It is the Lord - He was convinced, perhaps, by the apparent miracle, and by looking more attentively on the person of one who had been the means of such unexpected and remarkable success.

His fisher's coat - His upper or outer garment or tunic, in distinction from the inner garment or tunic which was worn next the skin. In the case of Peter it may have been made of coarse materials such as fishermen commonly wore, or such as Peter usually wore when he was engaged in this employment. Such garments are common with men of this occupation. This outer garment he probably had laid aside.

He was naked - He was undressed, with nothing on but the undergarment or tunic. The word does not require us to suppose a greater degree of nakedness than this. See the Mark 14:51 note; also 1 Samuel 19:24 note.

Did cast himself into the sea - With characteristic ardor, desirous of meeting again his Lord, and showing his affection for him.

7-11. that disciple whom Jesus loved, said, It is the Lord—again having the advantage of his brother in quickness of recognition (see on [1927]Joh 20:8), to be followed by an alacrity in Peter all his own.

he was naked—his vest only on, worn next the body.

cast himself into the sea—the shallow part, not more than a hundred yards from the water's edge (Joh 21:8), not meaning therefore to swim, but to get sooner to Jesus than in the full boat which they could hardly draw to shore.

There is a great dispute amongst critical writers what this

fisher’s coat was; whether a loose coat, or the garment next his skin, or a fisherman’s slop. It is a point not worth the disputing: it was some garment that might modestly cover him when he came to Jesus, and yet not hinder him in his swimming.

Therefore that disciple whom Jesus loved,.... Which was John the Evangelist and Apostle, the writer of this Gospel:

saith unto Peter, it is the Lord; which two disciples were very intimate with each other, and communicated their thoughts freely to one another. John knew that it was the Lord, either by some special revelation, or from the multitude of fishes which were taken, and which showed a divine hand and power to be concerned. So faithful ministers of the Gospel know when Christ is with them, by his power attending their ministrations to the conversion of souls. The Cambridge copy of Beza's reads, "our Lord"; as do the Syriac, Persic, and Ethiopic versions; and it is reasonable to think, John speaking to a fellow disciple, who had equal interest in him with himself, might so say.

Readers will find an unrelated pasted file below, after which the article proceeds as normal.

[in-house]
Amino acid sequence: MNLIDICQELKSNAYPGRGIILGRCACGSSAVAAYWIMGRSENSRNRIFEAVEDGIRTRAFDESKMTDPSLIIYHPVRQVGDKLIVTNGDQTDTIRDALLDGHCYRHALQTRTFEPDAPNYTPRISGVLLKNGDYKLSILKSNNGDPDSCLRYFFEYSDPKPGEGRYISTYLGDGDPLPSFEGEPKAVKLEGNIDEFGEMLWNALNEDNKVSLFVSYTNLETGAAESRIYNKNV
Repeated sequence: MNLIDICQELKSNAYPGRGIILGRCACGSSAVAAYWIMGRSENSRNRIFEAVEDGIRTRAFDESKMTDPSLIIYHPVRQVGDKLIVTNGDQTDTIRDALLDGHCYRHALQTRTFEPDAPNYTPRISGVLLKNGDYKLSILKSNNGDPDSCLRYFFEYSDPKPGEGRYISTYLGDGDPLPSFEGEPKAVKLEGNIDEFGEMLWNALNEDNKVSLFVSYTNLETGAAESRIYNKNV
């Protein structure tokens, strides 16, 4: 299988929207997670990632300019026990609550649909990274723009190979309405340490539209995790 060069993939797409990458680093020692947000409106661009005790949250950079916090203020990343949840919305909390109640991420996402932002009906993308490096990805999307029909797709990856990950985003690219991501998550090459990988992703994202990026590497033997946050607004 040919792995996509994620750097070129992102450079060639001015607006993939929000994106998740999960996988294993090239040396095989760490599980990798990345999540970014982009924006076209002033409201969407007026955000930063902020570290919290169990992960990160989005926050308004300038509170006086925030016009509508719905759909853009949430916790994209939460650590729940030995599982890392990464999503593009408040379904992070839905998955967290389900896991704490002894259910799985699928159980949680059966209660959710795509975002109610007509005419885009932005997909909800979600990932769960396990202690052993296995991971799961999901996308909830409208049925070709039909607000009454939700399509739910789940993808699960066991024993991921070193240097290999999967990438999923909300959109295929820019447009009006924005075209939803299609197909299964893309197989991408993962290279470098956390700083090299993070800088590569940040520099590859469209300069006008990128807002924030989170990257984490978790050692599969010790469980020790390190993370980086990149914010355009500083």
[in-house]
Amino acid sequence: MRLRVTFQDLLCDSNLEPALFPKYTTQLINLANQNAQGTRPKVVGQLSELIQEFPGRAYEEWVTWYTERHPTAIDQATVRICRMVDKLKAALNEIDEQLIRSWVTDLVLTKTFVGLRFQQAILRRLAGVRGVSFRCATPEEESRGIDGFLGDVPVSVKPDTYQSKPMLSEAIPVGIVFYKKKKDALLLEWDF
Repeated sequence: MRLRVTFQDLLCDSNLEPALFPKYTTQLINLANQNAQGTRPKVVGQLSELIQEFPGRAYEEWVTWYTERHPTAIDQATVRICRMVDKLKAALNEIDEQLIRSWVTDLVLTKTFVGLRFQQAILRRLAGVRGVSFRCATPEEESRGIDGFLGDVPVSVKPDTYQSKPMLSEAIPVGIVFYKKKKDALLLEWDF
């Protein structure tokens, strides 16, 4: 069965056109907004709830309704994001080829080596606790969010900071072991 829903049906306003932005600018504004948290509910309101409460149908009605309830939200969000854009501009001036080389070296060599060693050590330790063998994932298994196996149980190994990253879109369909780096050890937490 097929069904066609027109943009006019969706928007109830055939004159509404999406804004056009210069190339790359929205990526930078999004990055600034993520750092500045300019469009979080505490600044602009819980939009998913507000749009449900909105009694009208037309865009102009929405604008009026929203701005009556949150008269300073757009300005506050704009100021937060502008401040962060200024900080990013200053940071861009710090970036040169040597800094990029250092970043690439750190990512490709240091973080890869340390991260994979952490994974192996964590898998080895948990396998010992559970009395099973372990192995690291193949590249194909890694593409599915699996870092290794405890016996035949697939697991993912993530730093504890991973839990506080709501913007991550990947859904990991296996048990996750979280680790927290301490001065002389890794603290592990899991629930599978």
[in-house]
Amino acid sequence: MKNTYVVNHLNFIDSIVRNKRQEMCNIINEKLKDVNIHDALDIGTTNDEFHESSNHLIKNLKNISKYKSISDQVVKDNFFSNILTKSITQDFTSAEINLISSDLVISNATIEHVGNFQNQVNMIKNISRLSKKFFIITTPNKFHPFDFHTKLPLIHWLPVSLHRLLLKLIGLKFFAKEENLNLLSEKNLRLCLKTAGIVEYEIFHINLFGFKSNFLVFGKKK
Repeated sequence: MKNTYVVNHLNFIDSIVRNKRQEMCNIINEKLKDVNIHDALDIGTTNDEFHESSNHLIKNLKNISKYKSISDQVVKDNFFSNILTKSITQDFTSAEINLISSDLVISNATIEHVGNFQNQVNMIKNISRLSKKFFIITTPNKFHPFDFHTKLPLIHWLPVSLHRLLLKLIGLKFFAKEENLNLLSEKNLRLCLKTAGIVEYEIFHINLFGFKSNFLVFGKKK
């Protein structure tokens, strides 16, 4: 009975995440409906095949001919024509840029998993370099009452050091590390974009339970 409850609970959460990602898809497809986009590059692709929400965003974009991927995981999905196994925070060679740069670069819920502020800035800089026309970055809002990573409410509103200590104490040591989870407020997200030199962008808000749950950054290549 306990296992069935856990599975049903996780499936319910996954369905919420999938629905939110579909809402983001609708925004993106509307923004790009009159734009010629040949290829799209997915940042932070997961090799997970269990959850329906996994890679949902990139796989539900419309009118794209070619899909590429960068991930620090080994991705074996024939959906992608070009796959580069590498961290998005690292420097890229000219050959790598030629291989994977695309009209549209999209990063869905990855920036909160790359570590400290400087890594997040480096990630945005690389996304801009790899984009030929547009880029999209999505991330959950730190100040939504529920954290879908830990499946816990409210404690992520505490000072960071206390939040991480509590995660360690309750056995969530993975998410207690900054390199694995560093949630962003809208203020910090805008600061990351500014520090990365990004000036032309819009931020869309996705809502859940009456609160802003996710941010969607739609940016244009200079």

Now when Simon heard that it was the Lord; faith came by hearing, he was immediately convinced, and thoroughly satisfied, having received the hint upon a reflection on the surprising capture of the fishes, that it must be the Lord:

he girt his fisher's coat unto him. The Greek word here used, is manifestly the of the Hebrews; and which, the Jewish writers say (b), was a strait garment, which a man put on next his flesh to dry up the sweat; and a very proper one for Peter, who had been toiling all night, and very fit for him to swim in; and, by what follows, appears to be put on him next his flesh: for he was naked; for to suppose him entirely naked, whilst fishing, being only in company with men, and those parts of nature having a covering, which always require one, was not at all indecent and unbecoming:

and did cast himself into the sea; the Syriac adds, "that he might come to Christ"; and the Persic, "and he came to Christ"; showing his great love and eagerness to be with him; and, as fearless of danger, risks all to be with Christ; his love being such, that many waters could not quench, nor floods drown.

(b) Maimon. & Bartenora in Misn. Sabbat, c. 10. sect. 3.

Therefore that disciple whom Jesus loved saith unto Peter, It is the Lord. Now when Simon Peter heard that it was the Lord, he girt his fisher's {a} coat unto him, (for he was naked,) and did cast himself into the sea.

(a) It was a linen garment which prevented him from swimming freely.

John 21:7. Πάλιν τὰ ἰδιώματα τῶν οἰκείων ἐπιδείκνυνται τρόπων οἱ μαθηταὶ Πέτρος καὶ Ἰωάννης. Ὁ μὲν γὰρ θερμότερος, ὁ δὲ ὑψηλότερος ἦν· καὶ ὁ μὲν ὀξύτερος ἦν, ὁ δὲ διορατικώτερος. Διὰ τοῦτο ὁ μὲν Ἰωάννης πρῶτως ἐπέγνω τὸν Ἰησοῦν· ὁ δὲ Πέτρος πρῶτος ἦλθε πρὸς αὐτόν, Chrysostom. Comp. John 20:3 ff.